3 Major Changes Coming to Social Security in 2024 and How They'll Affect You

There are ramifications for those who collect and for those who don't.

You typically want your finances to remain as steady as possible, but Social Security isn't exactly staying the course. According to The Motley Fool, the social insurance program will undergo a number of changes next year. Some of the planned updates are positive, and suggest that inflation may be slowing down. Others, however, may prove more frustrating, especially if you're still a ways off from retirement. Read on to discover three major changes coming to Social Security in 2024, and how they'll affect you.

RELATED: 5 Secrets About Your Social Security Benefits, According to Financial Experts.

1
There's a higher earnings cap.

white-haired man looking at mail in his kitchen
andresr / iStock

The U.S. government funds Social Security by taxing earned income. According to figures from the Social Security Administration, workers for legitimate companies pay 6.2 percent of their earned wages in Social Security taxes, while employers pay the other 6.2 percent. (Self-employed workers pay 12.4 percent.)

Those taxes are only applicable up to a certain salary cap, which is determined each year. In 2022, that cap was set at $147,000. In 2023, it increased to $160,200. But in 2024, it'll jump even more to $168,600. In other words, if you're making more than $160,200, expect your Social Security taxes to go up a little bit next year.

Any income over $168,600 will not be hit by the Social Security tax.

RELATED: IRS Has Announced All These Changes to Your Taxes—Will You Be Affected?

You can't collect Social Security until you retire.

A small section of a monthly pay slip.
iStock

You can't collect Social Security checks until you formally retire, and the levels of payment you can receive depend on when you choose to retire.

You can technically retire and start collecting Social Security payments at 62, but your payments will be approximately 30 percent lower than they would be if you wait until your "full retirement age," according to the Social Security Administration.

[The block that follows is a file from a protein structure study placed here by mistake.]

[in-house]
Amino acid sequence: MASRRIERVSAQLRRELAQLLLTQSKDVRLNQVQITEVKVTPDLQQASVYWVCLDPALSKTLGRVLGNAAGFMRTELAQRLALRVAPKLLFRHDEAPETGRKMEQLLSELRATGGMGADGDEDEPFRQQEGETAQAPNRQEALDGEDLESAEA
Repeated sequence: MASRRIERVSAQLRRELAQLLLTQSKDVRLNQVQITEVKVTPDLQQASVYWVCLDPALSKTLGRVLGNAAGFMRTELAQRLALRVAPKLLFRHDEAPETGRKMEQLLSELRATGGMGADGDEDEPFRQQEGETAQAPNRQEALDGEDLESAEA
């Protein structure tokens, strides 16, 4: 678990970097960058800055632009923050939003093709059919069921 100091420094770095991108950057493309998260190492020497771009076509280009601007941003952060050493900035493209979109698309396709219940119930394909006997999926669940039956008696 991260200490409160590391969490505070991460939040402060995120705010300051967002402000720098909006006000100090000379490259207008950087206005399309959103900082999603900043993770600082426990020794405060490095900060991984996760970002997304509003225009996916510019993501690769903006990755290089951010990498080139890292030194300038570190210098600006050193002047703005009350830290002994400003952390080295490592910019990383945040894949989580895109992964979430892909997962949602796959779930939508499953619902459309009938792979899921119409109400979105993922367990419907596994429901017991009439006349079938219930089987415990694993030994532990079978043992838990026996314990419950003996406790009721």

If you were born between 1943 and 1954, your full retirement age is 66. If you were born after 1960, you'll need to wait until you're 67. Lastly, if you choose to wait until you're 70 to collect benefits—regardless of birth year—your payments will be 8 percent higher than they would be if you started collecting at 67.

But there's a catch when it comes to next year's changes…

RELATED: 10 Things You Should Stop Buying When You Retire, Finance Experts Say.

2
Work credits will have a higher income threshold.

older woman looking at a piece of paper in front of her laptop
fizkes / Shutterstock

To earn Social Security payments in the first place, you need to accrue 40 work credits over the course of your career at a max of four per year, according to The Motley Fool. Here's how that worked in 2023: Every $1,640 of wages you earn each year corresponds to one credit. In 2024, however, you'll need to earn $1,730 per credit.

For full-time workers—either on a salary or wage basis—hitting the annual work limit in 2024 shouldn't pose a problem. But part-time employees and gig workers may have a tougher time reaching the threshold. It might be worth doing some math to see where you fall in the mix.

3
Social Security benefits will increase.

A senior couple sitting on the couch and opening and envelope
Shutterstock / Dmytro Zinkevych

Now for some good news: If you're collecting a Social Security check, it'll be a little bit bigger next year.

Since the early '70s, Social Security payments have increased in accordance with cost-of-living adjustments (or COLAs). The general thinking is that inflation all but guarantees that everything you pay for—from clothing and groceries to gas and housing costs—will get a little bit more expensive each year. COLAs ensure Social Security payments keep pace with those additional costs.

Next year, payments will increase by 3.2 percent due to COLAs. While not as high as the staggering 8.7 percent of 2023, The Motley Fool notes that it's a sign that the inflation crisis of the past few years is finally easing a little bit.

However, we're still not quite back to average: The Federal Reserve targets an annual rate of inflation of 2 percent. When we reach that point, we'll be considered "normal."

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Best Life offers the most up-to-date financial information from top experts and the latest news and research, but our content is not meant to be a substitute for professional guidance. When it comes to the money you're spending, saving, or investing, always consult your financial advisor directly.

Juliana LaBianca
Juliana is an experienced features editor and writer. Read more
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